Text description provided by the architects. This 10,500-square-foot library, which occupies the bottom two floors of a residential highrise development in Battery Park City, was commissioned to meet the needs of this new and rapidly growing community. As a new branch without an ingrained pattern of community use, it was critical for the design to establish a presence that would attract visitors.
The architects provided for this with a design that announces the library to the surrounding community: a fully glazed two-story façade at the library’s most prominent corner enhances the connection between the passerby on the street and the interior spaces. The bright, colorful children’s section occupies the space adjacent to the street frontage, making it evident to onlookers that the design transforms the standard library stack and reading areas into a vision for the 21st century.
The library operates primarily as a self-service system requiring the layout to be easy to navigate and exceptionally user-friendly. Open, bright spaces create a welcoming environment for the public, while the design of the book and periodical displays, furniture, shelving, and information desks facilitates the most efficient circulation. Wayfinding throughout the library is intuitive due to visual cues in the layout and the use of color.
The space allotted by the building’s developer was awkward in its spatial arrangement, divided into three distinct areas - an entry area, first floor space, and mezzanine. A dynamic ceiling acts as a physical and visual unifier for the three zones and its folding planes guide the eye through the library. The central staircase is celebrated rather than hidden, encouraging users to explore both levels of the branch. Part functional and part sculptural, the terrazzo-finished steel and concrete stair conveys a durable and monolithic image, which is offset by the negative space underneath it where an inviting, colorful bench resides.
The most eco-friendly of the New York Public Library branches, the project utilizes numerous sustainable design strategies and is on track to receive LEED Gold certification. The lighting system combines the need for a bright and functional library space and an energy efficient solution. The installation of a daylight-dimming device senses the amount of daylight coming in and dims the adjacent linear fixtures to compensate. The energy efficiency of the lighting is further enhanced through the use of low energy fixtures and occupancy sensors in small, less frequently used spaces. Reclaimed wood from a wood manufacturer’s cutoffs, carpet tiles fabricated out of repurposed truck tires, and recycled steel in the bookshelves, doors, doorframes, and structural members are part of the effort to take into careful consideration the life cycle of all materials used. The branch’s power consumption is measured and offset by energy generated in remote locations using sustainable sources like wind, solar, and hydroelectricity.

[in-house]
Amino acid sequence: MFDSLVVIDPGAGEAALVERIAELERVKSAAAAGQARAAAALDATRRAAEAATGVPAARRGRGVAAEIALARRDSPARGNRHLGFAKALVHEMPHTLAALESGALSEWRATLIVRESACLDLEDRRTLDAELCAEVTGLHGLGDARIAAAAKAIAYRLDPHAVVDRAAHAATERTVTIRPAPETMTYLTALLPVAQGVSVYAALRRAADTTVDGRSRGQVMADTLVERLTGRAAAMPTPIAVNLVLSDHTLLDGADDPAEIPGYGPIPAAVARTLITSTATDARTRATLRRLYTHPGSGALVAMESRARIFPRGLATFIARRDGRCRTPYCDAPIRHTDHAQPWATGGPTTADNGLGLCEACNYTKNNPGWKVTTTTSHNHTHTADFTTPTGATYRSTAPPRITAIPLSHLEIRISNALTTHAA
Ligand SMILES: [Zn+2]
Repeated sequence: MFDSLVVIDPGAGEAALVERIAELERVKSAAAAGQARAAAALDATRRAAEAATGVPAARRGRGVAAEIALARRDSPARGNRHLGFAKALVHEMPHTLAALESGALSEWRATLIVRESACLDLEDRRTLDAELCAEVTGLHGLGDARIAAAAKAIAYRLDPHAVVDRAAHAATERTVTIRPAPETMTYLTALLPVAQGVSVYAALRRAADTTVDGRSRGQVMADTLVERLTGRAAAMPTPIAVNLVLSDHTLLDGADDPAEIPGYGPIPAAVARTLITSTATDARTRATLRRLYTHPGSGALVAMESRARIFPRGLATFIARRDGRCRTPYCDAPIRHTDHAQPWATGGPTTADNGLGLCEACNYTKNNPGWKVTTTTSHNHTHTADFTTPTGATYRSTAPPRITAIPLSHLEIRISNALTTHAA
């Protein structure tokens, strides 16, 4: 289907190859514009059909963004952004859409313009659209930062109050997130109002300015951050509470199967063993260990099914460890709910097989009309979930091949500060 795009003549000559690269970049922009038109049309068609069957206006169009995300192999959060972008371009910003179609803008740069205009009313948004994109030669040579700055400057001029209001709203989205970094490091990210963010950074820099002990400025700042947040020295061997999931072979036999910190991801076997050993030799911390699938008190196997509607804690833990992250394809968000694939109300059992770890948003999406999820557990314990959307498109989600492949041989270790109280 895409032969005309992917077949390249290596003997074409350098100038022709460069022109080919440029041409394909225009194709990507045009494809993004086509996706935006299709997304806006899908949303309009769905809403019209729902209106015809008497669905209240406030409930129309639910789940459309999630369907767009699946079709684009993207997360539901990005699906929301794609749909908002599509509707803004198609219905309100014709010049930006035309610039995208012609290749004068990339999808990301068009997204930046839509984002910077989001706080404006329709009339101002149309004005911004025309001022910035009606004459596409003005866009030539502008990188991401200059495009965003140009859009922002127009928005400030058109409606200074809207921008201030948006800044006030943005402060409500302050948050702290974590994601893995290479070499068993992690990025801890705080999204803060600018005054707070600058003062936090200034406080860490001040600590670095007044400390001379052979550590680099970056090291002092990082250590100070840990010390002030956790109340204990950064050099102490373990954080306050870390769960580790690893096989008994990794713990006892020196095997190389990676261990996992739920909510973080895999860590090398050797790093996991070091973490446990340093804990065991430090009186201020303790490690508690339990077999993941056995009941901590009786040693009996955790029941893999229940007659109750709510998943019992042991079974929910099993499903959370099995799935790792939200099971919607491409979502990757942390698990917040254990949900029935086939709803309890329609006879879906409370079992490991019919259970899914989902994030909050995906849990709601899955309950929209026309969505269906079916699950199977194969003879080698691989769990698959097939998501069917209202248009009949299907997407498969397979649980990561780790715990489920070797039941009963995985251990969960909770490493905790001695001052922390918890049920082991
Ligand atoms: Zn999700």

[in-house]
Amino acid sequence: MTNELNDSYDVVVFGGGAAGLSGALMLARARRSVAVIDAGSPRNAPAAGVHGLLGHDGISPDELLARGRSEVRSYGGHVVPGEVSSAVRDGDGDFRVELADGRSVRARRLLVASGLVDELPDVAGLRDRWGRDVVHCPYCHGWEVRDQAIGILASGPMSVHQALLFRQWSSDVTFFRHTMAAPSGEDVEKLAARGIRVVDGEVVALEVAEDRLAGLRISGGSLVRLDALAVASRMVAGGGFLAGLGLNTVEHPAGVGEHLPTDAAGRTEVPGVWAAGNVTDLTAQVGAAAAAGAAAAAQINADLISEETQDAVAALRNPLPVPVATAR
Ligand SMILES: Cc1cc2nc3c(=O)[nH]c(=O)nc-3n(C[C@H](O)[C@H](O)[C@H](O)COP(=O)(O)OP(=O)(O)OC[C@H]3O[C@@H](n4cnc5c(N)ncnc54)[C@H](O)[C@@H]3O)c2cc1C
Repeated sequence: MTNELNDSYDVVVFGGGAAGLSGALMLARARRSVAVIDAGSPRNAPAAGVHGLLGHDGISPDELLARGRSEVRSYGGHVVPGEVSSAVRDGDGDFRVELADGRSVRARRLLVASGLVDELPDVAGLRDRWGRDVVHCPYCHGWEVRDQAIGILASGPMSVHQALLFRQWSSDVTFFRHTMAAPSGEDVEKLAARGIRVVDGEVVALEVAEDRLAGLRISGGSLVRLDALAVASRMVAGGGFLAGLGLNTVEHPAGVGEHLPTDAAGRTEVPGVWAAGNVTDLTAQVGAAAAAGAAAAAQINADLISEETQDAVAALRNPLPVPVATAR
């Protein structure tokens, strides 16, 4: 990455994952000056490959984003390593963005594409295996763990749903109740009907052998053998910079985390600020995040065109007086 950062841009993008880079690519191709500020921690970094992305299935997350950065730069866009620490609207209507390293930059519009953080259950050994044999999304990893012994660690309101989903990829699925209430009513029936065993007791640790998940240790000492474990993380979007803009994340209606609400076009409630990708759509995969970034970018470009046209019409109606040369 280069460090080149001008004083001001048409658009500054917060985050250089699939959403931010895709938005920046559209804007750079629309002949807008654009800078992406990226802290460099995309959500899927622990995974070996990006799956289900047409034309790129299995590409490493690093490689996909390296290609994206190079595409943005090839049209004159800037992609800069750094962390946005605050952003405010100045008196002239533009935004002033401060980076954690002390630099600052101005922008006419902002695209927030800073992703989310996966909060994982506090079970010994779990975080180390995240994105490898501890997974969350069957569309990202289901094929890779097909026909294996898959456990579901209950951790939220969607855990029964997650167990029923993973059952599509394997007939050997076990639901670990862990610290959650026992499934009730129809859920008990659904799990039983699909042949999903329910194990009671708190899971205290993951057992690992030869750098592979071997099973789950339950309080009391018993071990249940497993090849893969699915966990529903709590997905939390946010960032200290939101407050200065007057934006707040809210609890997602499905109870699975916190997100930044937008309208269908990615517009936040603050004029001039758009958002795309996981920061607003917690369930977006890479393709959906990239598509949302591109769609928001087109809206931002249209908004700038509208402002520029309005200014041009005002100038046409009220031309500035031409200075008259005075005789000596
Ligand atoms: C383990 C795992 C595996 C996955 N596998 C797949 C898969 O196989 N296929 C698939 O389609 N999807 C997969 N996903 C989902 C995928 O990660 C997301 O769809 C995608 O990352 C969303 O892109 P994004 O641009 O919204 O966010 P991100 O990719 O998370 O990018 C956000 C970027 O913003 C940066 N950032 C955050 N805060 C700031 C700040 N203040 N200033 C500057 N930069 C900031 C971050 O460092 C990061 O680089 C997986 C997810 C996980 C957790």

With abundant natural light, spatially dramatic sightlines, and inviting, efficient circulation paths, the branch was immediately successful at attracting visitors and encouraging community use.
The National Terrazzo and Mosaic Association, Port Morris Tile and Marble Corporation Craftsmanship Award, The New York Public Library, Battery Park City Branch, 2011. Interior Design, Best of Year Merit Award, The New York Public Library, Battery Park City Branch, 2010.